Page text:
Carney issues warning on housing market
Bank of England governor Mark Carney has warned rapid increases in house prices and mortgage lending pose the biggest current risk to the UK economy, and says the Government has approached the Bank about changing the terms of Help to Buy.
In an interview with Sky News yesterday, Carney said there are “deep, deep problems” in the housing market, highlighting the supply shortages that have sent prices rocketing. He said: “The issue around the UK housing market is that there are not sufficient numbers of houses being built.”
He also said the Bank of England was not in a position to fix the problem, saying: “We are not going to build a single house at the Bank of England. We can’t influence that.”
Carney said the Bank was also considering changing the terms of Help to Buy, following an approach by Chancellor George Osborne.
He said: ”We could limit amounts of certain types of mortgages that banks could undertake, we could provide advice. The Chancellor has asked us if we would provide advice on changing the terms of Help to Buy.”
The number of large mortgages being issues to buyers is increasing and Carney said the Bank has concerns about this rise, and that it is something that is being monitored closely.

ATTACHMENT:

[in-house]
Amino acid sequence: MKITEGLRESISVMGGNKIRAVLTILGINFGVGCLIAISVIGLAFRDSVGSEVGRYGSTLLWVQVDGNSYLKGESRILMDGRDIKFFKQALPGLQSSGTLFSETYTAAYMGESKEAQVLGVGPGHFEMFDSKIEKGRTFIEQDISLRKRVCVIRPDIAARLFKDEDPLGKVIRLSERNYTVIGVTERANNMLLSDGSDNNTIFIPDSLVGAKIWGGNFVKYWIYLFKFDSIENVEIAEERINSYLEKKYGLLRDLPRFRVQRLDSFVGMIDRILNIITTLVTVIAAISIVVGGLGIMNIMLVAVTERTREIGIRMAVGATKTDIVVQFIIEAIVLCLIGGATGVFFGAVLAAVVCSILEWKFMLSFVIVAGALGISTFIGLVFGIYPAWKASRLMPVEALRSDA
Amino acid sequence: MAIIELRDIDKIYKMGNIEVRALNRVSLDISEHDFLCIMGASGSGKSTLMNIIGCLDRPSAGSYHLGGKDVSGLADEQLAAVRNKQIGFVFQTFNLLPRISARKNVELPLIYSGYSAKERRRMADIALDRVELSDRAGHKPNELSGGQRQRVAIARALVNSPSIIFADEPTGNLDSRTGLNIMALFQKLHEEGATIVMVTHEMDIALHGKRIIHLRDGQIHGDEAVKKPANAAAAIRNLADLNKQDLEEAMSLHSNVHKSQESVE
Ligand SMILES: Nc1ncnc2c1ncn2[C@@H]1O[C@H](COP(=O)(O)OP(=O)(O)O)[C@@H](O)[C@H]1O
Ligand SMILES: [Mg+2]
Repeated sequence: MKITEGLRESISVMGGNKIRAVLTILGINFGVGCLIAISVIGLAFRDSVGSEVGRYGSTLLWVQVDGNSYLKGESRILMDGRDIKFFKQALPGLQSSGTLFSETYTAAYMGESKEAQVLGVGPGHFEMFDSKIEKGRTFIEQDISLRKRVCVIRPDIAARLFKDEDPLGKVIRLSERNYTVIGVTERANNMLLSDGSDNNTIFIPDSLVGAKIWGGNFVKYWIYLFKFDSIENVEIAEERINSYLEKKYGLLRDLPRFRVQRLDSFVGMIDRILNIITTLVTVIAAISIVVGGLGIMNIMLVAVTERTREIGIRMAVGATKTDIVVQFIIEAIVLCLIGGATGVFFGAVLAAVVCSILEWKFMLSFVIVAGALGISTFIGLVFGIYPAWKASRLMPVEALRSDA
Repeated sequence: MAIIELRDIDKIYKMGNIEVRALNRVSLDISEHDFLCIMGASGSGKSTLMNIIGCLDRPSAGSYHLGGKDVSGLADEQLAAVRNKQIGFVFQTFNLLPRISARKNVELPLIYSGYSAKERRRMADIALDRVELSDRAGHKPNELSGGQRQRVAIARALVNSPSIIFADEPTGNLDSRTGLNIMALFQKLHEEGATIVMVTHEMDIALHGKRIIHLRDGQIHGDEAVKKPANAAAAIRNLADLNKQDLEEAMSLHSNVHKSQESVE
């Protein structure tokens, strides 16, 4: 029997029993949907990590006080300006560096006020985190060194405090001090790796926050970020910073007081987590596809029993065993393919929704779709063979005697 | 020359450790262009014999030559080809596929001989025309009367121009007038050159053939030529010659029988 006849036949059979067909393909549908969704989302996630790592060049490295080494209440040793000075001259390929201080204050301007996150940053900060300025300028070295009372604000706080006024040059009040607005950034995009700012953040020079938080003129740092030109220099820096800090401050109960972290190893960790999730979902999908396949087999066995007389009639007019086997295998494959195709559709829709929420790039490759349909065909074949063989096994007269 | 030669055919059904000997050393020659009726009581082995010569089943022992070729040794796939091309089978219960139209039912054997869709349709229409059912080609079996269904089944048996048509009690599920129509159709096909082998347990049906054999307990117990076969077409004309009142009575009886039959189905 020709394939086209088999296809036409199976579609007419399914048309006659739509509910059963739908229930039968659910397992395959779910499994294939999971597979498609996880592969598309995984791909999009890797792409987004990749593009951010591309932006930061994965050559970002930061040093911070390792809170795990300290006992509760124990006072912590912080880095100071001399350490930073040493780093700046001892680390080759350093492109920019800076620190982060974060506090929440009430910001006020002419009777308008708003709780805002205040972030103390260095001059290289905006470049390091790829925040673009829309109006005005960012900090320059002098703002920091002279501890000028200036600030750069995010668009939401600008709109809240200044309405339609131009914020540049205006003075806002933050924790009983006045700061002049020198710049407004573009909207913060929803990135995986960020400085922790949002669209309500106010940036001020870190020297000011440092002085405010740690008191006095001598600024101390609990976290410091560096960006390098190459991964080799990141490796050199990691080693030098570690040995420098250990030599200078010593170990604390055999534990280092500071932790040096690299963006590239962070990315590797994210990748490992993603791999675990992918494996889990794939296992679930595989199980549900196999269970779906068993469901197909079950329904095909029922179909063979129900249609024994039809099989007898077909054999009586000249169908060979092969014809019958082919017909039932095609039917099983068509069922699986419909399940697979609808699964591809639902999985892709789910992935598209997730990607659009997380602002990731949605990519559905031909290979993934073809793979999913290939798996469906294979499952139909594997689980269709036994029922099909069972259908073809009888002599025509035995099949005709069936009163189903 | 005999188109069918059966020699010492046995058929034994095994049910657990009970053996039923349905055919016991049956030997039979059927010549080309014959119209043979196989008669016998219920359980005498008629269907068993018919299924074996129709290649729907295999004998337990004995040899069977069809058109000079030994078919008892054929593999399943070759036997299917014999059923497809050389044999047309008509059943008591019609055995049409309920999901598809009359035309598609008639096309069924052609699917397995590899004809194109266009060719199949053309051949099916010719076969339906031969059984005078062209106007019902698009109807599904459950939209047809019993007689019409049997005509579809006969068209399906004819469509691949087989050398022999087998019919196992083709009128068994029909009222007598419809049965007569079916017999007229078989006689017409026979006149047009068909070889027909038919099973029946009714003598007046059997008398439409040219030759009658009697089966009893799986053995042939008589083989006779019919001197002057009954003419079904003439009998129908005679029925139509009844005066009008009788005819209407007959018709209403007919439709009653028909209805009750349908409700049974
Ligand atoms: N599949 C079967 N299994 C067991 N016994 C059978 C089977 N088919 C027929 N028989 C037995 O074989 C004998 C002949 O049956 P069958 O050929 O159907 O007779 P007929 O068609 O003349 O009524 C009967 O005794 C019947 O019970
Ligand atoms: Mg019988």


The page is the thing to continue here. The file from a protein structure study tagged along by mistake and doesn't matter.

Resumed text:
Carney said he is concerned about the increase in mortgage debt being taken on but that the Bank can only influence whether UK lenders are sufficiently capitalised against the risk being assumed in the housing market.
He said: “The biggest risk to financial stability, and therefore to the durability of the expansion, centres on the housing market and that’s why we’re focused on that.”
Government initiatives such as Help to Buy and the Funding for Lending scheme – which is now closed for mortgage lending – have increased the availability of mortgage finance.
As a result, first-time buyers as well as homemovers have been returning to the market at the fastest rate since before the crisis, pushing house prices up. According to Nationwide, house prices in April were up 10.9 per cent year-on-year.
In March, Chancellor George Osborne pledged in his Budget speech to get “Britain building again” with industry analysts calling for at least 200,000 new homes to be built per year to meet current demands.